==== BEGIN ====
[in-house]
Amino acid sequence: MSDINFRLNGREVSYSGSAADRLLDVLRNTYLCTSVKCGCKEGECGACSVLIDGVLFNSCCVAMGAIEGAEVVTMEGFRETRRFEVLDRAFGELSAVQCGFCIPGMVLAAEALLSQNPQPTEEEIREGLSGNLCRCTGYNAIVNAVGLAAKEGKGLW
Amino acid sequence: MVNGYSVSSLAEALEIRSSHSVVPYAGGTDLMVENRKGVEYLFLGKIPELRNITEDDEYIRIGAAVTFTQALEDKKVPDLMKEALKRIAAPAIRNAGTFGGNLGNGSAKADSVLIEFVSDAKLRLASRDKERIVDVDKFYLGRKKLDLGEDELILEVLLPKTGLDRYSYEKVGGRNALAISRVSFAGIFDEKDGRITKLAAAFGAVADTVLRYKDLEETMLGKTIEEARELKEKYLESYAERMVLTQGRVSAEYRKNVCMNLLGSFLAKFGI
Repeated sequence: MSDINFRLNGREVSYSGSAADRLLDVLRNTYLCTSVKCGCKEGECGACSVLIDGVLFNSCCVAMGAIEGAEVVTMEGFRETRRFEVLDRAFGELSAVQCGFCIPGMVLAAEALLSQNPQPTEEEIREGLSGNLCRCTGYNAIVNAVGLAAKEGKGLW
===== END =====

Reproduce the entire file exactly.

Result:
[in-house]
Amino acid sequence: MSDINFRLNGREVSYSGSAADRLLDVLRNTYLCTSVKCGCKEGECGACSVLIDGVLFNSCCVAMGAIEGAEVVTMEGFRETRRFEVLDRAFGELSAVQCGFCIPGMVLAAEALLSQNPQPTEEEIREGLSGNLCRCTGYNAIVNAVGLAAKEGKGLW
Amino acid sequence: MVNGYSVSSLAEALEIRSSHSVVPYAGGTDLMVENRKGVEYLFLGKIPELRNITEDDEYIRIGAAVTFTQALEDKKVPDLMKEALKRIAAPAIRNAGTFGGNLGNGSAKADSVLIEFVSDAKLRLASRDKERIVDVDKFYLGRKKLDLGEDELILEVLLPKTGLDRYSYEKVGGRNALAISRVSFAGIFDEKDGRITKLAAAFGAVADTVLRYKDLEETMLGKTIEEARELKEKYLESYAERMVLTQGRVSAEYRKNVCMNLLGSFLAKFGI
Repeated sequence: MSDINFRLNGREVSYSGSAADRLLDVLRNTYLCTSVKCGCKEGECGACSVLIDGVLFNSCCVAMGAIEGAEVVTMEGFRETRRFEVLDRAFGELSAVQCGFCIPGMVLAAEALLSQNPQPTEEEIREGLSGNLCRCTGYNAIVNAVGLAAKEGKGLW